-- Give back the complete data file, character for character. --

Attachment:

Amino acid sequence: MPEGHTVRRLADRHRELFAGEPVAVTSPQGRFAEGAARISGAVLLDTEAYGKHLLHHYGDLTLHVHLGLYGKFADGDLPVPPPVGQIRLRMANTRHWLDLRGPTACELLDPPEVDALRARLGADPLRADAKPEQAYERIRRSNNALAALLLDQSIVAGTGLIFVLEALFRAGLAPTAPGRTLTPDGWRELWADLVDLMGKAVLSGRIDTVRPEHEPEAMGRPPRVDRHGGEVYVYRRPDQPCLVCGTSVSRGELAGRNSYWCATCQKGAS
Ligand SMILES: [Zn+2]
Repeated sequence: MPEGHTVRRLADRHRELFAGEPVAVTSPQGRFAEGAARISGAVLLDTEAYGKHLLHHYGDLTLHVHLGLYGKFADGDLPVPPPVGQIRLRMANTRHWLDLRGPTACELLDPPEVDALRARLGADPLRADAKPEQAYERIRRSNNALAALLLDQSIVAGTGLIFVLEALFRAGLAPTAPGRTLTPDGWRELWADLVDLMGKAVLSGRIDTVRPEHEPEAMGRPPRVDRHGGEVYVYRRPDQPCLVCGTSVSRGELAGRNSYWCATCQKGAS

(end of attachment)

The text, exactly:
Amino acid sequence: MPEGHTVRRLADRHRELFAGEPVAVTSPQGRFAEGAARISGAVLLDTEAYGKHLLHHYGDLTLHVHLGLYGKFADGDLPVPPPVGQIRLRMANTRHWLDLRGPTACELLDPPEVDALRARLGADPLRADAKPEQAYERIRRSNNALAALLLDQSIVAGTGLIFVLEALFRAGLAPTAPGRTLTPDGWRELWADLVDLMGKAVLSGRIDTVRPEHEPEAMGRPPRVDRHGGEVYVYRRPDQPCLVCGTSVSRGELAGRNSYWCATCQKGAS
Ligand SMILES: [Zn+2]
Repeated sequence: MPEGHTVRRLADRHRELFAGEPVAVTSPQGRFAEGAARISGAVLLDTEAYGKHLLHHYGDLTLHVHLGLYGKFADGDLPVPPPVGQIRLRMANTRHWLDLRGPTACELLDPPEVDALRARLGADPLRADAKPEQAYERIRRSNNALAALLLDQSIVAGTGLIFVLEALFRAGLAPTAPGRTLTPDGWRELWADLVDLMGKAVLSGRIDTVRPEHEPEAMGRPPRVDRHGGEVYVYRRPDQPCLVCGTSVSRGELAGRNSYWCATCQKGAS